Although I've read numerous articles on the impacts of the recession, most of those are by journalists for big newspapers. As I read the journalist's well-scripted and poignant story of suffering, I can't help but notice the ads flashing on the sides of the article making me wonder how much profit my sympathy brings into their coffers. Nothing hits me so painfully as a brutally simple and unembellished rendering of one's suffering without seeking an ounce of pity. This is a letter written by a resident of Tempe to the editor that came in today's 'The State Press', the free on-campus daily:
EFFECTS OF A RECESSION
My world came crashing down last August when my housemate lost her job at ASU I depended on her income to keep my canine family and me afloat.
In 1994, an impaired driver plowed into me as I walked my dogs. The impact sent me hurling through the air, and I landed in a ditch, bruised bloodied and battered. Lingering injuries from brain trauma, seizure disorder and other broken bones left me disabled. I'd rather work than collect disability, but that's just not possible.
A letter arrived a few days ago telling my house-mate her unemployment benefits were exhausted. In this grim economy, a doctorate from Harvard might be useful in India, but it does nothing here.
We both scrounge for aluminum cans in the garbage. It is shameful and degrading, especially when neighbours see us, but it's a source of income. I started grocery shopping in the dollar store. The bank won't refinance the house because she has no job and my income isn't enough. Unless there's a miracle soon, our home will be added to the glut of foreclosures in Arizona.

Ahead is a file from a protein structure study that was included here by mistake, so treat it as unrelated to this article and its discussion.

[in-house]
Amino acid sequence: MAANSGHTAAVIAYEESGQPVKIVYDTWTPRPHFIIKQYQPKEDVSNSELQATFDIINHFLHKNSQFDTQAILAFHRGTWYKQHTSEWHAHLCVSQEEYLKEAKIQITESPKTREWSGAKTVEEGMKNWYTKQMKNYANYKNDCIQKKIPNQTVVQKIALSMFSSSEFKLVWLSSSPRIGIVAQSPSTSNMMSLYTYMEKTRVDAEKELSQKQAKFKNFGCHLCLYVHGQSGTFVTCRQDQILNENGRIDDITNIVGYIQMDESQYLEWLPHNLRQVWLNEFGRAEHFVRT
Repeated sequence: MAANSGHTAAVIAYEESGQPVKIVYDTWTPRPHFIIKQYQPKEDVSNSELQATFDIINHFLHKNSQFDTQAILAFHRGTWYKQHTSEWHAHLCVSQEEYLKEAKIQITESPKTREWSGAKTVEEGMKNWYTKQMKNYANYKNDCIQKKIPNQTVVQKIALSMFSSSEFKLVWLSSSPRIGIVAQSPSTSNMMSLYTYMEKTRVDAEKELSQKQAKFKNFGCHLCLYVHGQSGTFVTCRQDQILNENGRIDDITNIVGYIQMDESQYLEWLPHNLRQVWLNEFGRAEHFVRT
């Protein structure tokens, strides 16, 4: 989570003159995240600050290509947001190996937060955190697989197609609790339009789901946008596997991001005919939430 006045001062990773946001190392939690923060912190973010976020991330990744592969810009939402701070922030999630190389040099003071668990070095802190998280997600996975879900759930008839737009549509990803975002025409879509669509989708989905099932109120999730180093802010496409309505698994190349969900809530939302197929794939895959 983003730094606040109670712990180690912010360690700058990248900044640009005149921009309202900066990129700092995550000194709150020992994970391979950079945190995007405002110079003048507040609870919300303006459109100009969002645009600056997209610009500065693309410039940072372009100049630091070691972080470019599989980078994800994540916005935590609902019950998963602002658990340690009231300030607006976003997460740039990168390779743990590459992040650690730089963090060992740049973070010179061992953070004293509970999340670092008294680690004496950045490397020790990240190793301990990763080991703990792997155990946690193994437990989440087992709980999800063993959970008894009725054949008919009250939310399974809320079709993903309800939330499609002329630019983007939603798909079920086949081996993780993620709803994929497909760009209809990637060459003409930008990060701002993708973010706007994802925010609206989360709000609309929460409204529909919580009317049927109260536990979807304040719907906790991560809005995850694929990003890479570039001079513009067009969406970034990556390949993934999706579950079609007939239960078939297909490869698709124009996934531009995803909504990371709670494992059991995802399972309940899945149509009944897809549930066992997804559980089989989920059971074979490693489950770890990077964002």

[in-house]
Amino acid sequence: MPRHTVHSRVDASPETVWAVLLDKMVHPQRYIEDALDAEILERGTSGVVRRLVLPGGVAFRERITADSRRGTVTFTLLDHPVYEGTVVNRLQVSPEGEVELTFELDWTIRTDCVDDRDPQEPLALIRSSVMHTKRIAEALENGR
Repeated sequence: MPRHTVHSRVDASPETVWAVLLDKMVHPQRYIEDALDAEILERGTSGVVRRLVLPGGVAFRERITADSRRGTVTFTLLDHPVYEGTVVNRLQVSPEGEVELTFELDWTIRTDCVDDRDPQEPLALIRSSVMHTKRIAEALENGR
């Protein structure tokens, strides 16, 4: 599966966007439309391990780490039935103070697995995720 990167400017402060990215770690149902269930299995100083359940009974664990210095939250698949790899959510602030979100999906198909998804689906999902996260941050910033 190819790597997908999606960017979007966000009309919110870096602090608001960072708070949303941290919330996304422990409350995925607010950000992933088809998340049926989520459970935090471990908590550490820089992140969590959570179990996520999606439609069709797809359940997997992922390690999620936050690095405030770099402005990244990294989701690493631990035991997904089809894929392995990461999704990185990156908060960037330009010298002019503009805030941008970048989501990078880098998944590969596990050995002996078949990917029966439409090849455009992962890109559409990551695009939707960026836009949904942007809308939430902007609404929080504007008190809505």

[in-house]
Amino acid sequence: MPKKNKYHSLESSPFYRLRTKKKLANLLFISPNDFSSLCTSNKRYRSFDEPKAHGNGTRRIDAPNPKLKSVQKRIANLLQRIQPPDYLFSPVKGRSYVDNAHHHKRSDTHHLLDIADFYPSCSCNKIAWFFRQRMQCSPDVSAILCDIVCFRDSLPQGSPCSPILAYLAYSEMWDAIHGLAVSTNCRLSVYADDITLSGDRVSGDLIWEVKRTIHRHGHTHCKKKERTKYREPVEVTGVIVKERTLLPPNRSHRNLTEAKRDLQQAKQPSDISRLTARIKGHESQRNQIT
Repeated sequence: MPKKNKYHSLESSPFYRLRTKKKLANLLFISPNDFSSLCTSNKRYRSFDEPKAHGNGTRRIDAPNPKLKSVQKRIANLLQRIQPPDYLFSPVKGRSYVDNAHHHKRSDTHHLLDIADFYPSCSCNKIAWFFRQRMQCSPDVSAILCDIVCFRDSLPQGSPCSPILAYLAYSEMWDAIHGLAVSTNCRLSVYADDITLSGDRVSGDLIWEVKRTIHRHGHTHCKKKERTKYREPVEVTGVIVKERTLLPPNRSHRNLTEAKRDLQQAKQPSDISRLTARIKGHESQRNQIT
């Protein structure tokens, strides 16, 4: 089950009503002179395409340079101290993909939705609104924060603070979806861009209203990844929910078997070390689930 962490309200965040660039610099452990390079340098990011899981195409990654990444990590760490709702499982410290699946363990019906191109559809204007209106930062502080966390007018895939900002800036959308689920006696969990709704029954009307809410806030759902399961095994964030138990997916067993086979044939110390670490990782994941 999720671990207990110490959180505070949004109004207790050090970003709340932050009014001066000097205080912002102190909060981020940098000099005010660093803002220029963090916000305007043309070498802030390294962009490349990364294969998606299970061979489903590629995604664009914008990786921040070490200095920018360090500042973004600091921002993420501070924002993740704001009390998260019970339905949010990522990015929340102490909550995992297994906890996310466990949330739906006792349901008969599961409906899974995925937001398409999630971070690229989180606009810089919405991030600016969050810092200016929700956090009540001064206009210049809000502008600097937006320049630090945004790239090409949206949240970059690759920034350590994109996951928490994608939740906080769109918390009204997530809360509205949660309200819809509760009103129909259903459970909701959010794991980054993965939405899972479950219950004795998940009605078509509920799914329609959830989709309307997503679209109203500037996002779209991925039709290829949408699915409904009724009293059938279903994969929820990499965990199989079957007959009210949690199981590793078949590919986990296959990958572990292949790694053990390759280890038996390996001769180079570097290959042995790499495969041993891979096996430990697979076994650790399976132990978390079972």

We are both in our mid-50s. At the time my house-mate was fired, she was under treatment for heart and spinal cord disease and major depression. She has no health insurance and no way to pay for medicine.
The prospect of losing our home, our dogs and everything we own is terrifying, but it's likely to happen. We could panhandle, but we are too proud to beg. The bank may take our home. ASU took her job, but no one can take away our dignity. There are thousands of people facing foreclosure, job loss, surrender of their beloved pets, and there is no end in sight to the misery.
While students at ASU may protest budget cuts, the real conern should be what happens when you graduate. You, too, may end up like me. I played by the rules my entire life. I never thought that homelessness would be right around the corner.
Debra J. White
The last two lines kill me.
This is HILARIOUS!